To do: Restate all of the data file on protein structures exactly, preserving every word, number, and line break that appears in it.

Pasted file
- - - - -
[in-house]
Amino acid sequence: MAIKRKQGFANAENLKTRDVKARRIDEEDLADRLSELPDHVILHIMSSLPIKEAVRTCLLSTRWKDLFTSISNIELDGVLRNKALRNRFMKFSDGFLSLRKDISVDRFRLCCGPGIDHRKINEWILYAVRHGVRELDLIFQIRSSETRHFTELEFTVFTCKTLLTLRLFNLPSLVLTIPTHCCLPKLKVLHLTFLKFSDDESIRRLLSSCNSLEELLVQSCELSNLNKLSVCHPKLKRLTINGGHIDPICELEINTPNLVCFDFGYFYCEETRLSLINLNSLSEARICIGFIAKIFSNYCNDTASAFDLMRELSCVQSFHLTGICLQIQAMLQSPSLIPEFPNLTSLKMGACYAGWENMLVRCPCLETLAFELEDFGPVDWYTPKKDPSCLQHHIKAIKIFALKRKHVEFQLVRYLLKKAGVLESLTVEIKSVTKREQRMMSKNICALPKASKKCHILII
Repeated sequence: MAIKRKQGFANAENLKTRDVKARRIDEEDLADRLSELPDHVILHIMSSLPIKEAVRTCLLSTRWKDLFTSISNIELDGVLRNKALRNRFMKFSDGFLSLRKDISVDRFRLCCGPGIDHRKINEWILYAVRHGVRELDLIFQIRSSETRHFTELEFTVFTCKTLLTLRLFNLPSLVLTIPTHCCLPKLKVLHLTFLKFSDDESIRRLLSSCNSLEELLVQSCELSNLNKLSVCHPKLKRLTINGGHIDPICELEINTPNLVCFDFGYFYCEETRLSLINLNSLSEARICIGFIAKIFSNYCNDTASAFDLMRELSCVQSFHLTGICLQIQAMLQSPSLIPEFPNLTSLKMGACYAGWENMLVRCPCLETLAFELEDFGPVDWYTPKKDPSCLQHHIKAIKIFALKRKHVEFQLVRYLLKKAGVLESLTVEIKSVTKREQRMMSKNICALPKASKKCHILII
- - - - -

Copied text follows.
[in-house]
Amino acid sequence: MAIKRKQGFANAENLKTRDVKARRIDEEDLADRLSELPDHVILHIMSSLPIKEAVRTCLLSTRWKDLFTSISNIELDGVLRNKALRNRFMKFSDGFLSLRKDISVDRFRLCCGPGIDHRKINEWILYAVRHGVRELDLIFQIRSSETRHFTELEFTVFTCKTLLTLRLFNLPSLVLTIPTHCCLPKLKVLHLTFLKFSDDESIRRLLSSCNSLEELLVQSCELSNLNKLSVCHPKLKRLTINGGHIDPICELEINTPNLVCFDFGYFYCEETRLSLINLNSLSEARICIGFIAKIFSNYCNDTASAFDLMRELSCVQSFHLTGICLQIQAMLQSPSLIPEFPNLTSLKMGACYAGWENMLVRCPCLETLAFELEDFGPVDWYTPKKDPSCLQHHIKAIKIFALKRKHVEFQLVRYLLKKAGVLESLTVEIKSVTKREQRMMSKNICALPKASKKCHILII
Repeated sequence: MAIKRKQGFANAENLKTRDVKARRIDEEDLADRLSELPDHVILHIMSSLPIKEAVRTCLLSTRWKDLFTSISNIELDGVLRNKALRNRFMKFSDGFLSLRKDISVDRFRLCCGPGIDHRKINEWILYAVRHGVRELDLIFQIRSSETRHFTELEFTVFTCKTLLTLRLFNLPSLVLTIPTHCCLPKLKVLHLTFLKFSDDESIRRLLSSCNSLEELLVQSCELSNLNKLSVCHPKLKRLTINGGHIDPICELEINTPNLVCFDFGYFYCEETRLSLINLNSLSEARICIGFIAKIFSNYCNDTASAFDLMRELSCVQSFHLTGICLQIQAMLQSPSLIPEFPNLTSLKMGACYAGWENMLVRCPCLETLAFELEDFGPVDWYTPKKDPSCLQHHIKAIKIFALKRKHVEFQLVRYLLKKAGVLESLTVEIKSVTKREQRMMSKNICALPKASKKCHILII